A Chat With a Woman Fielding Four Job Offers (Our Hero)

Maggie is currently debating between three four job offers, plus a promotion from her current company. We chatted about her situation and what it’s like to be a baddass woman with money and jobs being thrown at you.

Tell me about your career!

I’m 24, turning 25 this year and I graduated from Brown with a degree in neuroscience that I occasionally utilize knowledge pertaining to my degree. I’m in the healthcare industry as an analyst so I’m doing things for health plans and pharma companies. I previously did research at a hospital.

Why are you looking to leave your current job?
There was an HR nightmare with someone who was passively racist (I’m Asian) and a huge lack of support for me in my role. They are currently trying to find two people to fill the hole that I am leaving.

I am the expert at data in my department and I know that there’s a lot I have to learn. I had no one to turn to for idea pitches, advice, different approaches. It can be daunting and exciting to be the originator of something this big.

The job sounds exciting and stressful, the racism just sounds stressful—I’m sorry you have had to deal with that. When did you start looking for new jobs? And how have you gone about your search?

I started about a month ago. I didn’t expect to get the response I received. I submitted my resume to a couple of positions without a cover letter. I wanted to take time and draft a cover letter for a position at a health insurance company but never got around to it. I used the internet and searched for specific keywords: “health”, “analyst”, “data management.” I got five first round interview requests and I spent a week applying to companies through Monster, Indeed, Ventureloop, etc., but I always applied through the company website if possible.

What’s it like to be wanted!?
I almost feel like an impostor, but I’m trying to convince myself that it’s just the Dunning-Kruger effect. I know I’m very fortunate because a lot of my peers who graduated the same year as me (2011) are still struggling to find their foothold. I’m staring down the barrel of more senior positions and it feels crazy. I feel like I’ve earned it though.

How are you going to decide??

Offer #1 is in the healthcare industry at a more basic level. I went into the second interview unaware that there was a skills assessment. It felt like a pop quiz but the work was quite easy. I think that I’d suffer from lack of stimulation. They offered me $67,000 with incentive bonuses (which are obviously not guaranteed). I would also have an employee contribution to healthcare which I have never had in the past (rare I know). They do an automatic 3% contribution to 401(k) regardless of my contribution and will match up to 5% on top of that. That’s the offer I’m going to be turning down today.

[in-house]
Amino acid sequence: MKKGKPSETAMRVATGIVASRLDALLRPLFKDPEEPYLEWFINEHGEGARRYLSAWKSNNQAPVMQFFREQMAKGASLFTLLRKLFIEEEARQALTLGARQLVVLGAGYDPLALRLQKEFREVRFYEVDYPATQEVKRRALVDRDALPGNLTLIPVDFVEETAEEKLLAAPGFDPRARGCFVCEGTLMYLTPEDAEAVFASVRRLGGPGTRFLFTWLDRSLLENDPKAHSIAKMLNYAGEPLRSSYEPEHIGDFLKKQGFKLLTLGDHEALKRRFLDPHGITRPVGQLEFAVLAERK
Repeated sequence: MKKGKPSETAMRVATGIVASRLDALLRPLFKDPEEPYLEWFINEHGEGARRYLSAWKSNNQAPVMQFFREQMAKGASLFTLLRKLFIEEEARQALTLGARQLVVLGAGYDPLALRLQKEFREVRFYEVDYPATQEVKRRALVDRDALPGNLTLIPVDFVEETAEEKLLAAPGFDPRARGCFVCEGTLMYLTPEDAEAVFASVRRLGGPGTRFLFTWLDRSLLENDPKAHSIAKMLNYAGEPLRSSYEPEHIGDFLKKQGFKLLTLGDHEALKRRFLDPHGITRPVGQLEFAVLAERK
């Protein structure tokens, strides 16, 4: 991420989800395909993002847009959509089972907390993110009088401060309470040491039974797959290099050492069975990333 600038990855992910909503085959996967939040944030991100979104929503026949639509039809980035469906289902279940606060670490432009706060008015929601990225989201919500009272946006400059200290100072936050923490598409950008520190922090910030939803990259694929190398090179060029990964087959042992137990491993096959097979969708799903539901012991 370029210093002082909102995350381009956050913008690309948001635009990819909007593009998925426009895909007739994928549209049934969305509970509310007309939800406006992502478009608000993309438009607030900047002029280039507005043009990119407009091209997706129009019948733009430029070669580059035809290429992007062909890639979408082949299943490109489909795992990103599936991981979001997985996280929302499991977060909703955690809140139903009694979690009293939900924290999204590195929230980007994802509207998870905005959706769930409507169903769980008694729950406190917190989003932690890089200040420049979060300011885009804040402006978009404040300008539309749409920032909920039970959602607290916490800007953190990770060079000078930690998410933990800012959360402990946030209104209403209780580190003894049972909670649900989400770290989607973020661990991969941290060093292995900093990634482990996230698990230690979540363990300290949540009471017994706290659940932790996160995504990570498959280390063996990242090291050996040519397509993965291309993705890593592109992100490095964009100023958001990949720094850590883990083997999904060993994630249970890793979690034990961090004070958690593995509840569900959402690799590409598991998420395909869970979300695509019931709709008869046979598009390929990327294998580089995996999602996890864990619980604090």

Offer #2 is in a corporate healthcare environment but the team I would be joining is what I would term “rogue.” They do not have to deal with the IT department and all of the other bureaucracies that come with working in a fortune 500 company. They are actually creating a new position for me that is senior to the one I applied for. They met my minimum salary of $70,000 and I have the option of working from home 3-4 days of the week if I chose to. It’s in an arena I am very familiar with and would be challenging in a way that my current job would like to be but does not have the bandwidth to support.There is of course, an employee contribution to health insurance. There are possible bonus options as well.

I interviewed so well with the team that time ran out before I could even present this PowerPoint I had created based on this data set they had given me. I emailed it to them a couple of days later so they could review it.

Offer #3 is at a start-up like company that has been in business for nearly 10 years now. I’d be doing work in the operations department which is a completely new field for me. I had to prepare a presentation based on the data set they gave me as well. I presented to the team I’d be working directly with, their boss, and the COO. I actually presented it three times. The company is really laid back and the benefits are amazing. There’s a total of three weeks paid vacation and when you include personal and federal holidays you amount to technically 31 days off per year. They also cover 100% of my healthcare. They offered me $65,000, and when I said I’d been offered $5000 more for a more senior position, they got back to me and matched that salary.

The “fourth” job offer is my original company. They gave me a 16% raise that came directly after a conversation where I (again) expressed my unhappiness with the company and my job. They also owed me a six month review and review of my salary which they did not do despite my weekly pestering.

I’ve been saying I’ve been unhappy for months and have been vocal about how they can fix things. They’ve realized far too late. (The raise came at 10 months in and the review still hasn’t come to fruition). They’re trying to figure out some way to get me to stay, but they weren’t surprised when I said I was going to leave.